Islamic Relief is on the ground in Malawi, responding to one of the worst weather disasters ever to hit southeast Africa.
Cyclone Idai made landfall in Mozambique last Thursday, leaving devastated communities in its wake as the storm barrelled across the country and into Zimbabwe and Malawi.
Over 2.6 million people have been affected by what the United Nations says is among the worst weather-related disasters ever recorded in the southern hemisphere.
Hundreds have been confirmed dead, with the death toll expected to rise in the coming days and weeks. Catastrophic flooding has left thousands of people cut off, desperate for rescue and humanitarian aid.
Cyclone Idai struck families already on the edge
Islamic Relief is currently focusing our emergency response on Malawi, where we are already helping those affected by flooding and heavy rains which began earlier this month. Conditions in parts of the country already in the grip of an emergency were already dire, and deteriorating fast. The powerful cyclone has made it even worse.
Storm surge floods of up to six metres deep have devastated an enormous area in Malawi, say the World Food programme. Over a dozen districts have been hit by the disaster. Over 922,000 people have been affected, tens of thousands have been forced from their homes, and over 170 camps are occupied by displaced people.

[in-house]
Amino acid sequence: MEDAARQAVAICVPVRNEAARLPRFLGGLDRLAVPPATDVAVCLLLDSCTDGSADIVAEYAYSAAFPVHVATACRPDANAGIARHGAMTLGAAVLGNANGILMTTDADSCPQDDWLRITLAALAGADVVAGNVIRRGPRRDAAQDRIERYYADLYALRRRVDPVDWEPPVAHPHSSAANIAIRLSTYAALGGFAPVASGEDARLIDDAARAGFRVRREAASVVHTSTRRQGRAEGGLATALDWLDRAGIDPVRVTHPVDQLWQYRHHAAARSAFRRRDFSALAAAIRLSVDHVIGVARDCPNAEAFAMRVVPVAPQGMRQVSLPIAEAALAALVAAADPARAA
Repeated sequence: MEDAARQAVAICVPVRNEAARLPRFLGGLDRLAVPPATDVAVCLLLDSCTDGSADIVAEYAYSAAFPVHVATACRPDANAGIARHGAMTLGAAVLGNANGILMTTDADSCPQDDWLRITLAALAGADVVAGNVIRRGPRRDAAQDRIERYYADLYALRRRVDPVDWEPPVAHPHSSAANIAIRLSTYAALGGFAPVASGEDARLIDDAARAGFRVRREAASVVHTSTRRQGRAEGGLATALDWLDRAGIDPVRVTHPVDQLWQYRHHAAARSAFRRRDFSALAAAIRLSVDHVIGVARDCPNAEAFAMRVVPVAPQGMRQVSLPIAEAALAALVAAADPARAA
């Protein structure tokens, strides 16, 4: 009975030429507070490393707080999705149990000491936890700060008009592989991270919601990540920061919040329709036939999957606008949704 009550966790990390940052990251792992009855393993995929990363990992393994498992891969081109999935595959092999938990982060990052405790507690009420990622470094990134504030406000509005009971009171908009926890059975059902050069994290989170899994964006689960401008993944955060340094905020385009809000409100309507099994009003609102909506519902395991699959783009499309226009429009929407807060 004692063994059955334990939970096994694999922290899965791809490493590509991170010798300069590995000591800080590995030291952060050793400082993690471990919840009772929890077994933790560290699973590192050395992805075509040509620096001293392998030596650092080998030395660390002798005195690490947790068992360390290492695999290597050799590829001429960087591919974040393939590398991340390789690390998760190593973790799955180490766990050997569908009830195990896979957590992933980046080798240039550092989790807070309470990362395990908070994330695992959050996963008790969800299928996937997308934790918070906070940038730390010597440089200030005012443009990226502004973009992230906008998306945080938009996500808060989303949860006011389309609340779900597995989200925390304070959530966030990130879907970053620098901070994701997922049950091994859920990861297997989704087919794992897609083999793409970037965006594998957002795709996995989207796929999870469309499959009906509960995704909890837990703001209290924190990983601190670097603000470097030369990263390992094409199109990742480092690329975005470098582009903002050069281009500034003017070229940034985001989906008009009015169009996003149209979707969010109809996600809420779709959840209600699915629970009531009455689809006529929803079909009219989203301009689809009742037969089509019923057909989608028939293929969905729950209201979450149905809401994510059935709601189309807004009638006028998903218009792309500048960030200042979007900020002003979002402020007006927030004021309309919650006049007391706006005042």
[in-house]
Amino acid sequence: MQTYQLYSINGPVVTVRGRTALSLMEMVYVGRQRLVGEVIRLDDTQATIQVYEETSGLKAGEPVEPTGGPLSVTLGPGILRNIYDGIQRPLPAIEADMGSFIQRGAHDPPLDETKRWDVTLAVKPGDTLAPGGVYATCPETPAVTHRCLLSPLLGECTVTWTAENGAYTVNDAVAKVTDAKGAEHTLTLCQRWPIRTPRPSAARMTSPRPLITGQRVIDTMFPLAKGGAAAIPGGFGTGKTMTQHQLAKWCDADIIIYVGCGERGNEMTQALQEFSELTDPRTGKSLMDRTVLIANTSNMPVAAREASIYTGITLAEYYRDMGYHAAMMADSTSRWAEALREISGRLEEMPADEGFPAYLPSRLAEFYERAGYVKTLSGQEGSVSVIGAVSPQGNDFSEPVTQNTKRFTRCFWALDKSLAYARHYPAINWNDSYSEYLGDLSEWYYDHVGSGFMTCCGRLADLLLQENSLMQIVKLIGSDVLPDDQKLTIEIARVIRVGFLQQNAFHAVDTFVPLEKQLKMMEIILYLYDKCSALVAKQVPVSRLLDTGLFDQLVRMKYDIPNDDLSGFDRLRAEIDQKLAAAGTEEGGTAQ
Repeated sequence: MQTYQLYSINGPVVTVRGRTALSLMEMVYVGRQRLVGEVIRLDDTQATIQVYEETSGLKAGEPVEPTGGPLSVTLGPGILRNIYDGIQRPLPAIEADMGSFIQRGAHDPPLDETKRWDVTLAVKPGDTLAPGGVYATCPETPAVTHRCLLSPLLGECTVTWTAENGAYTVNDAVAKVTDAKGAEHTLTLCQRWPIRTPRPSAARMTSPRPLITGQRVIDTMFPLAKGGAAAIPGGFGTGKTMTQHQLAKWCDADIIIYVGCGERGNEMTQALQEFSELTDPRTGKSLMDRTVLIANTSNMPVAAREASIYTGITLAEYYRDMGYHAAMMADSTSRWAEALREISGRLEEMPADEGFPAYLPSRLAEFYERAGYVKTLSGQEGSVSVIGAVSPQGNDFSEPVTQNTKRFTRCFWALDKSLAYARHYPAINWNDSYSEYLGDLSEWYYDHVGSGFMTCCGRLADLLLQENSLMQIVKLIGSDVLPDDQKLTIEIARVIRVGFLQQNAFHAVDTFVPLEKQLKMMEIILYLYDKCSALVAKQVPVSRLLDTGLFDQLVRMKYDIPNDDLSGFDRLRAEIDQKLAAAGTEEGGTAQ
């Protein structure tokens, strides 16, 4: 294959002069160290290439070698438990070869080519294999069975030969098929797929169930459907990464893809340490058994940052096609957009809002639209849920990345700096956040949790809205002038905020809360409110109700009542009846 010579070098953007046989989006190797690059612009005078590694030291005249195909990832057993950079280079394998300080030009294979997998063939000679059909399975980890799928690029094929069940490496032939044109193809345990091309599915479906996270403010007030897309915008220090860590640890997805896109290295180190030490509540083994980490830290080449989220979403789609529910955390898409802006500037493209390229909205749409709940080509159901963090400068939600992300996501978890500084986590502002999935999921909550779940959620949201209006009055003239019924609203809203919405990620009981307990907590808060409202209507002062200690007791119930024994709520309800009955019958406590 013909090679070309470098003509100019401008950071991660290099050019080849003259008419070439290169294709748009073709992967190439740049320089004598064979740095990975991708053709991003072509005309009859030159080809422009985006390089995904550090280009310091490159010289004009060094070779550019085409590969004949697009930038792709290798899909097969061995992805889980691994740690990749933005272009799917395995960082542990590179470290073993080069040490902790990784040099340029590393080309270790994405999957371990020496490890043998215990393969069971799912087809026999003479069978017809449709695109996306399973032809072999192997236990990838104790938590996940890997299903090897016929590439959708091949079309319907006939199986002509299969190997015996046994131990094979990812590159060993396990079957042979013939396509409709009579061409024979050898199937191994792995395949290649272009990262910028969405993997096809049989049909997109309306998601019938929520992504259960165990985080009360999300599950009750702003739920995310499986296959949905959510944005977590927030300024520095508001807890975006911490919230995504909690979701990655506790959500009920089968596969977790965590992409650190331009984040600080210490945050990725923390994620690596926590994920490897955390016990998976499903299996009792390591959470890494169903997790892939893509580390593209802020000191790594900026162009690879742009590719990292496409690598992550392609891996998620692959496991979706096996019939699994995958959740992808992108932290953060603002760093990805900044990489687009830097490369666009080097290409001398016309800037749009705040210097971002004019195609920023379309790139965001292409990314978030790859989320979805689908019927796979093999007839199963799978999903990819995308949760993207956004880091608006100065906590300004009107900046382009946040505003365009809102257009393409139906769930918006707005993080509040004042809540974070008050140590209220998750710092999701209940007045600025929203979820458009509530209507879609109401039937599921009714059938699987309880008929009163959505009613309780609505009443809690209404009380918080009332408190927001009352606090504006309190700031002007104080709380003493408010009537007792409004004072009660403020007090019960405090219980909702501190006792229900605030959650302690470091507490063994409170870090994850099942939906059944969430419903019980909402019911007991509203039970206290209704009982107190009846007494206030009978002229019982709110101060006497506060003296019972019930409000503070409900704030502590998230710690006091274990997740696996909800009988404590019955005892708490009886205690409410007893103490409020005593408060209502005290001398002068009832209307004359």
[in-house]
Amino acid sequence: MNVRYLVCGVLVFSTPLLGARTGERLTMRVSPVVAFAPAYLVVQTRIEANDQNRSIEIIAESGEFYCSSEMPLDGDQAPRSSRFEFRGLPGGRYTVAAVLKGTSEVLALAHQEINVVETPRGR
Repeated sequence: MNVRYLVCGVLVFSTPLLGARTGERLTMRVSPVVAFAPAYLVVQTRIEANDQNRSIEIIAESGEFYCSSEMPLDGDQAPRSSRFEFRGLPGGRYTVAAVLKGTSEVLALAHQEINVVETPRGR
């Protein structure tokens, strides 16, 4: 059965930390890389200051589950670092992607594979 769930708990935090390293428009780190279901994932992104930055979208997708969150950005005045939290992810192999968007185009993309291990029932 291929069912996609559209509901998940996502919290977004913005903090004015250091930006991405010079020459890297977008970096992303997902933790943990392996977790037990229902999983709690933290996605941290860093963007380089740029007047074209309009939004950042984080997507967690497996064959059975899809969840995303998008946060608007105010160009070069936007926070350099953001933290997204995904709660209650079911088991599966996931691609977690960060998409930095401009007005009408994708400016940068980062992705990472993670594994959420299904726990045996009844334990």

Our teams will initially concentrate on Blantyre and Chikwawa districts, where food, water, and sanitation facilities are the most pressing needs. In Chikwawa alone, more than 48,000 people need help, and thousands have been uprooted. Most are living in camps and schools, forcing education to a halt in the affected areas too.
We are already on the ground, providing food and essential items to affected families in Chikwawa, and will soon also be delivering camp management as well as water, health and sanitation support.
Islamic Relief is now responding to Cyclone Idai by scaling up our existing emergency activities in Malawi, and will distribute much needed food and other vital supplies. We are also planning early recovery projects to support affected communities.
We continue to closely monitor the situation in the aftermath of this latest disaster.
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